What’s Behind Your Investments

Episode 25: What’s Behind Your Investments?
Guest: Tim Smith

What an exciting episode! This week, I’m pleased to invite my second male guest to Women Rocking Wall Street. Tim Smith is co-chair of the investor committee for the 30 Percent Coalition, which may sound familiar to those who have been listening to the podcast for a while. I’ve had the pleasure of interviewing several people from this coalition, which strives for women to hold 30% of board seats across public companies. (Check out the related podcast episodes: “Let’s Get to 30%” and “The Getting Along Paradigm”).

Tim is here today to share some ways the 30 Percent Coalition has rallied to increase the number of women on boards. He’ll also provide tips for how investors can ensure their votes are counted on issues such as board diversity, climate change and equal employment opportunity.

Last year, the 30 Percent Coalition wrote letters to 160-plus companies in the Russell 1000 list who had no women on their boards. The coalition sought to remind these companies that investors are concerned about a lack of diversity. Some companies that took no action actually received shareholder resolutions from various investors requesting that they take steps to diversify. Clearly this is an issue near and dear to investors, and companies must get on board about diversifying their boards.

Those who want to learn more about the story behind their funds can start by researching online or reading proxy statements, Tim suggests. I also want to mention the site unloadyour401k.com, which can show whether your 401(k) plan is invested in public gun companies.

So what happens if you don’t like what you find? If you’re part of a 401(k) and have no control over the investments in the plan, there are still ways to voice your opinion about certain funds. Tim suggests gathering a group of participants to write a letter to the company saying something like, “We understand that you don’t vote on board diversity, and we’re calling on you to change this.” It may feel like a helpless exercise, but Tim says companies are increasingly listening to their consumers.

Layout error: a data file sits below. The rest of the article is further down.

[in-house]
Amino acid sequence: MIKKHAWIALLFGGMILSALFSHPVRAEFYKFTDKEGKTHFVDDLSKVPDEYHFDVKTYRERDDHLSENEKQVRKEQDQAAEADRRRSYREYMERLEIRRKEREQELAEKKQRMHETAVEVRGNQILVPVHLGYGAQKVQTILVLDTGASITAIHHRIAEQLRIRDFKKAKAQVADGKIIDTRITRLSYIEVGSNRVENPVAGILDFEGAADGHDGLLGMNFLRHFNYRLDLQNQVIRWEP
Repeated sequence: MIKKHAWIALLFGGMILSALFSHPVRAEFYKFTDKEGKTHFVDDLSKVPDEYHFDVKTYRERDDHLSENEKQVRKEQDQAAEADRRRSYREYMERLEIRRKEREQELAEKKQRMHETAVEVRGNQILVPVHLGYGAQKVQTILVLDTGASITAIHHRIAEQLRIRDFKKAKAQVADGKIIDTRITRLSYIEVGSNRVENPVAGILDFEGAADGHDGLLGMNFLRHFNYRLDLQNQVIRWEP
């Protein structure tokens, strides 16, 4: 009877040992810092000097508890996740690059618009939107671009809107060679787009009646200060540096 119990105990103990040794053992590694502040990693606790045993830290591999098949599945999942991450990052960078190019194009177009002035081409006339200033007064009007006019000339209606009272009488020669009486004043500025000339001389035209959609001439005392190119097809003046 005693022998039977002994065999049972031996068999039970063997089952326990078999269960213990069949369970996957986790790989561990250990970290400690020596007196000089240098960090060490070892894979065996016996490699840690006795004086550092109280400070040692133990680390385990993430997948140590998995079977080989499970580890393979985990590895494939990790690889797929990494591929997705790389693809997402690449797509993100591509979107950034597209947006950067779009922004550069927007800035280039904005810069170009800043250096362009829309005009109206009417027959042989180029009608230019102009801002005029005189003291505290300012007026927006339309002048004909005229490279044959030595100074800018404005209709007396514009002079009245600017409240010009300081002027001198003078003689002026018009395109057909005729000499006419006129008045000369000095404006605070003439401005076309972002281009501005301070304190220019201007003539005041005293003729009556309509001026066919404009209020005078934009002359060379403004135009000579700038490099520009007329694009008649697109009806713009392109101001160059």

For more information about having your voice heard, check out The Forum for Sustainable and Responsible Investment. You can also read more on the 30 Percent Coalition site, which includes a letter from the group.

Be certain to share this podcasts with your friends and colleagues — AND perhaps even recent college graduates.

And, please head over to iTunes and offer up a quick review. Increased reviews help move the podcast to an even more visible place in the iTunes world. (More visible, more listeners. More listeners, more difference!)

Making Winning Connections

Episode 24: Making Winning Connections
Guest: Maureen Adolf

Welcome back, and I hope you’re feeling happy, healthy and inspired. On this week’s episode of Women Rocking Wall Street, I’m thrilled to introduce Maureen Adolf, who’s an expert in government relations and pubic policy. She’s also president of the Financial Women’s Association, a New York-based organization dedicated to accelerating women’s careers in the finance industry.

FWA recently conducted some interesting research around the value of women’s internal networks at various firms. (Check out the full report here). Among the most compelling findings: 39% of respondents said they believe women’s internal networks could contribute to their reason for staying with their current firms. Internal networks have the power to make women feel like their firms are more invested in their wellbeing, which in turn fosters loyalty. On this episode, we’ll dive into the research and best practices for internal networking groups.

If you’ve been thinking about joining a group for women in finance, there’s no time like the present. (Here’s how you can apply for a membership with the Financial Women’s Association.) And as far as internal networks go, don’t be afraid to explore them—even if you aren’t a senior member of your company.  Many times, internal networking groups are formed organically at the lower level, or through HR. And these groups are in demand: According to the report, 77% of respondents who work at firms without a WIN said they would join if their organization had one.

If you are a decision maker for an existing WIN, consider meeting during the workday to accommodate busy schedules and demands at home. Almost half of those surveyed (41%) said time was a reason for not participating.

Check out the full episode for more information about how to get involved, and for Maureen’s insights on the industry. And if you like the episode, please be sure to share with your colleagues, connections and friends. Let’s continue to grow the ranks of Women Rocking Wall Street!